When a boy takes his tiny elephant to a Pet Club meeting and is turned away because elephants are strictly prohibited, he finds some other “outcast” friends in the same situation- kids with skunks, bats, and giraffes for pets. They form their own pet club that welcomes everyone. This book is quiet and sweet, and talks about how to be a good friend. Underlying this is the theme of inclusiveness, and shows how it feels to be excluded when you don’t fit into a narrow, specific mold. Korean illustrator Taeeun Yoo’s warm, mixed media illustrations are gentle and comforting.
May 2016 review by Carol Schramm.
Funke, Cornelia. Ruffleclaw. Random House, 2015. $9.99. ISBN 978-0-385-37548-1. 102 pages. Ages 7-10. P7Q6.
Ruffleclaw is a furry monster who lives in a burrow under a toolshed. He eats bugs, grubs, and earthworms while fancying cakes, shampoo, and tea. He decides to move in with a family of humans. Tommy wants to keep Ruffleclaw as a pet, but will Ruffleclaw and his parents allow it? Ruffleclaw makes huge messes–he spits, hisses, burps, and Tommy’s father has allergies! Can Tommy teach his monster manners? Will Ruffleclaw prefer to return to his worms, bugs, and burrows?
February 2016 review by Penny McDermott.
[Editor’s note: Originally published in 2005 in German under the title, Zottelkralle. Veteran author Cornelia Funke brings gross humor and an unlikely monster-hero to Ruffleclaw, in a story more likely to appeal to 5-to 7-year-old children than to the adults in their lives.]
Ferry, Beth. Illustrated by Ben Mantle. Land Shark. Chronicle Books, 2015. $16.99. ISBN 978-1-4521-2458-2. Unp. Ages 1-4. P7 Q 8
Bobby wanted a shark for his birthday, not just a tiny shark in an aquarium but a big shark. He was not so happy with his surprise of a puppy. His brother and sister laughed at him and told him he was silly thinking he was getting a pet shark. He declared that shark lovers cannot be converted to dog lovers ever. The puppy started destroying everything in the house and barking and Bobby didn’t want to have anything to do with her. Everyone was grumpy but Bobby was happy because he thought he would finally get his shark. But then the puppy chomped his stuffed animal shark right in two and everyone was worried. In the end Bobby became a dog lover as the puppy had chewed her way into his heart. This is a funny story about wanting wild things for birthdays and actually falling in love with the thing you get for your present.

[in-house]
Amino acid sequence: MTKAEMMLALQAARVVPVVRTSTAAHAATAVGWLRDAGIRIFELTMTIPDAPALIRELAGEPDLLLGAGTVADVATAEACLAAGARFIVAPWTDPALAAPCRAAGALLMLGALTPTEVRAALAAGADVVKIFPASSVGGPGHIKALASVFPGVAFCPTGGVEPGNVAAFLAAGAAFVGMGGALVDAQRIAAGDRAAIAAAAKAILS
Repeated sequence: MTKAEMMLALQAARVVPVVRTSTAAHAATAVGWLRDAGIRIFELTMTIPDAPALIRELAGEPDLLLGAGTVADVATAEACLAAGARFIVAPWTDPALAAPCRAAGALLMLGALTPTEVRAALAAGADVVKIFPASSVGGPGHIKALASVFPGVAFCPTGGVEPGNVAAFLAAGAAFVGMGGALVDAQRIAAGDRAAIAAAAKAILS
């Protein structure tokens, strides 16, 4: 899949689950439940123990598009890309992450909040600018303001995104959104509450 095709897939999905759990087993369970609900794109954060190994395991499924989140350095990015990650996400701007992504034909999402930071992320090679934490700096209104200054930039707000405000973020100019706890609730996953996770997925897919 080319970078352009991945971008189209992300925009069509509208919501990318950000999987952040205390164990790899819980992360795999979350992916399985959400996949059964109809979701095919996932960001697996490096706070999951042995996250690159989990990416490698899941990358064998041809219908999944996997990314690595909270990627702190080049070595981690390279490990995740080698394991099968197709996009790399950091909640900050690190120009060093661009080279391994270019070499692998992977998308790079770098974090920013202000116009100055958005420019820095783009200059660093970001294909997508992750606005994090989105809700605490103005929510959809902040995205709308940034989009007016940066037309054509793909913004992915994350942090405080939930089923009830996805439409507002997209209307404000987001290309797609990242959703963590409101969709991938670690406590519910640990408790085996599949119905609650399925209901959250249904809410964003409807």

December 2015 review by Melinda Dye.
Van Allsburg, Chris. The misadventures of Sweetie Pie. Houghton Mifflin Harcourt, 2014. Unpaged. $18.99. ISBN 9780547315829 Ages: adult. P4Q7
Much in the vein of Black Beauty or Beautiful Joe, this story of a grouchy hamster who eventually leaves the pet store only to go from house to house, owner to owner, surviving overfeeding, abuse, neglect, and finding his way finally to freedom and life on his own terms. The works of two-time Caldecott Medal winner, Chris Van Allsburg have always included more than a touch of the macabre and Sweetie Pie is no exception. There are no punches pulled in the description of the children who mistreat Sweetie Pie (animals should definitely not wear clothes!) and the adults in the picture do not improve matters. This is a very well done story but is not at all comfortable to read and will likely make many readers unhappy. Recommended for libraries collecting Van Allsburg’s works. December 2014 review by Jane Cothron.